"Marilyn Hotchkiss' Ballroom Dancing &
Directed by Randall Miller.
Written by Randall Miller and Jody Savin. Based on the 1990
short film by Randall Miller.
Starring Robert Carlyle, Marisa Tomei, John Goodman and Mary
Release Year: 2005
Review Date: 3/29/06
Thanks to another freebie with the DC Film
Society, I went to check out a film from the 2005 Sundance Film
Festival, "Marilyn Hotchkiss' Ballroom Dancing & Charm School."
Where I could imagine a short film of the main part of this story
being quite good, the version that is three times as long isn't
nearly as engaging for long stretches and is clearly a victim of
someone believing there was more to this business than there really
I say that because the crux of the story
lies with Frank (Robert Carlyle), a bread baker that comes upon a
car accident in the middle of nowhere. The man who was driving
that now-wrecked vehicle, Steve (John Goodman), is clearly dying as
a result of his wounds, but in an effort to keep him conscious until
paramedics arrive, Frank asks Steve just what the hell he was doing
driving so fast on the highway...and, as it turns out, Steve was
trying to meet someone at a dance program that he had attended as a
child almost 40 years ago. A reunion, of sorts...but now,
Steve will not be making it, so he recommends the class to Frank and
asks Frank to try and track down the woman he lost touch with so
many years ago.
The dance sequences--featuring a large cast
of recognizable faces trying their hand at the lindy hop, the box
step and the meringue in a class setting--are funny, and just the
acting during those sequences were enough to make the film
interesting. But, writer/director Randall Miller, basing this
film on the short film he did back in '90 of the same name, gets us
too caught up with flashbacks to Steve's life as a kid, Frank's dull
routine following the death of his wife and the Frank/Steve
interaction as we watch Steve slowly fade to black. These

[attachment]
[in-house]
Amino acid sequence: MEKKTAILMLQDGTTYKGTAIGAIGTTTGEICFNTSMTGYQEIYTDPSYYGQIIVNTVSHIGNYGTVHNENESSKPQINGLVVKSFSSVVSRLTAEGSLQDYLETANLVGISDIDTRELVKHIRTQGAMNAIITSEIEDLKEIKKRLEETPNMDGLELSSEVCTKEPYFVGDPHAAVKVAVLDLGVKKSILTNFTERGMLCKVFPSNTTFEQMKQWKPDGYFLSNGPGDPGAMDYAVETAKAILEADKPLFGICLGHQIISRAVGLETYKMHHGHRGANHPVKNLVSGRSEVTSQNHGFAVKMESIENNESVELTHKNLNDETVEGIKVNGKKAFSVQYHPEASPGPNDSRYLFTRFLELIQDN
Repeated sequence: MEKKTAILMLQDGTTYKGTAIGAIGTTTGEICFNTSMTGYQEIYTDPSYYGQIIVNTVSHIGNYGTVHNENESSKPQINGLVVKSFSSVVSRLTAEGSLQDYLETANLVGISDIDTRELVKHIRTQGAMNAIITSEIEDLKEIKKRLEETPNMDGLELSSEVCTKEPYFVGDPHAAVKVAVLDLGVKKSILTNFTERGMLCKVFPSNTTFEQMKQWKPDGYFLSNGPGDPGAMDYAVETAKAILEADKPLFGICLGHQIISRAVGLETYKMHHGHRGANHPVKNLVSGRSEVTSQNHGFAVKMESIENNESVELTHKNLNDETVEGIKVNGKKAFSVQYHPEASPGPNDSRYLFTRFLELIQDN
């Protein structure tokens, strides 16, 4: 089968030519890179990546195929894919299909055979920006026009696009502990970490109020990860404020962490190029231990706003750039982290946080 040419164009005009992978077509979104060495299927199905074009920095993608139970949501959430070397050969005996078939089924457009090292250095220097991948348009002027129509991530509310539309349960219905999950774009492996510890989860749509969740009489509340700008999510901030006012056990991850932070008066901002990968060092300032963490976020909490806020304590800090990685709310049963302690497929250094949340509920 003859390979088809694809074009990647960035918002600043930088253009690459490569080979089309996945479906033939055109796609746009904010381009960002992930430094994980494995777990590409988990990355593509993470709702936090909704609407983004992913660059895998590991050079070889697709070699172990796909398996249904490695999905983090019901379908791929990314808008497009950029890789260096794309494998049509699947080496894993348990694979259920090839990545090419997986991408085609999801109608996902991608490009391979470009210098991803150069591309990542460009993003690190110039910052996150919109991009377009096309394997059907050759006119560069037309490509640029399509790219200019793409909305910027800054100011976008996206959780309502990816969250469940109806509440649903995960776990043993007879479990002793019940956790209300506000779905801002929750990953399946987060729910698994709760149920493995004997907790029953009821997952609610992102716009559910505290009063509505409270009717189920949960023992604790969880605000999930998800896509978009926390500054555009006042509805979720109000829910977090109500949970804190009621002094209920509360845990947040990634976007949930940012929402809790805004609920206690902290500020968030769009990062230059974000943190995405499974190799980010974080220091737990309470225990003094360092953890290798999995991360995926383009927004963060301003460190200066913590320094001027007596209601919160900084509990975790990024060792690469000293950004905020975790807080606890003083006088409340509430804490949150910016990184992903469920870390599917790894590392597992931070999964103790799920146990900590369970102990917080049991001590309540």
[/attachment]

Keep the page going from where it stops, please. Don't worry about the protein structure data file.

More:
sequences off of the dance floor are strange--they are not well
performed as drama, they are unnecessarily repetitive (we get that
Frank is in pain from the loss of his wife, but it's the way we are
presented this pain that doesn't flow correctly) and they take the
edge off of the dancing. Save for a couple of scenes from
Frank's support group featuring other men that have lost their
wives, "Marilyn Hotchkiss'..." is almost complete shit when it
doesn't feature Mary Steenburgen (as the dance instructor), Donnie
Wahlberg and a host of others hamming it up doing the foxtrot.
Carlyle, looking like he is sleepwalking
through this part, is a decent lead normally, but in giving us a
dull Carlyle and a dull love interest played by Marisa Tomei, the
blah factor is high and they are supposed to be carrying this thing!
There are a high number of B-listers in this flick--David Paymer,
Camryn Mannheim, Sonia Braga, Ernie Hudson, and Adam Arkin, in
addition to a surprise cameo at the end of the flick--so it seems
like the script read better than it was performed or maybe
presented, because in truth, the execution is a mixed bag.
There are many good laughs sprinkled throughout but each time we are
getting on a roll, we get to watch Goodman do his best dying
severely overweight bastard, mostly to ill effect.
Since this film was first released last
winter and is just now going wide, I have the feeling that the
studio was thinking the same thing that I was when I left the
theater tonight. Classic mixed bag but worth a catch
in-between weekend shopping or eventually on DVD.
Comments? Drop me a line at
Bellview Rating System:
"Opening Weekend": This is
the highest rating a movie can receive. Reserved for movies that
exhibit the highest level of acting, plot, character development,
setting...or Salma Hayek. Not necessarily in that order.
"$X.XX Show": This price
changes each year due to the inflation of movie prices; currently,
it is the $9.50 Show. While not technically perfect, this is a
movie that will still entertain you at a very high level.
"Undercover Brother" falls into this category; it's no "Casablanca",
but you'll have a great time watching. The $9.50 Show won't win any
Oscars, but you'll be quoting lines from the thing for ages (see
"Matinee": An average movie
that merits no more than a $6.50 viewing at your local theater.
Seeing it for less than $9.50 will make you feel a lot better about
yourself. A movie like "Blue Crush" fits this category; you leave
the theater saying "That wasn't too bad...man, did you see that
Lakers game last night?"
"Rental": This rating
indicates a movie that you see in the previews and say to your
friend, "I'll be sure to miss that one." Mostly forgettable, you
couldn't lose too much by going to Hollywood Video and paying $3 to
watch it with your sig other, but you would only do that if the
video store was out of copies of "Ronin." If you can, see this
movie for free. This is what your TV Guide would give "one and a
"Hard Vice": This rating is
the bottom of the barrel. A movie that only six other human beings
have witnessed, this is the worst movie I have ever seen. A Shannon
Tweed "thriller," it is so bad as to be funny during almost every
one of its 84 minutes, and includes the worst ending ever put into a
movie. Marginally worse than "Cabin Boy", "The Avengers" or
"Leonard, Part 6", this rating means that you should avoid this
movie at all costs, or no costs, EVEN IF YOU CAN SEE IT FOR FREE!
(Warning: strong profanity will be used in all reviews of "Hard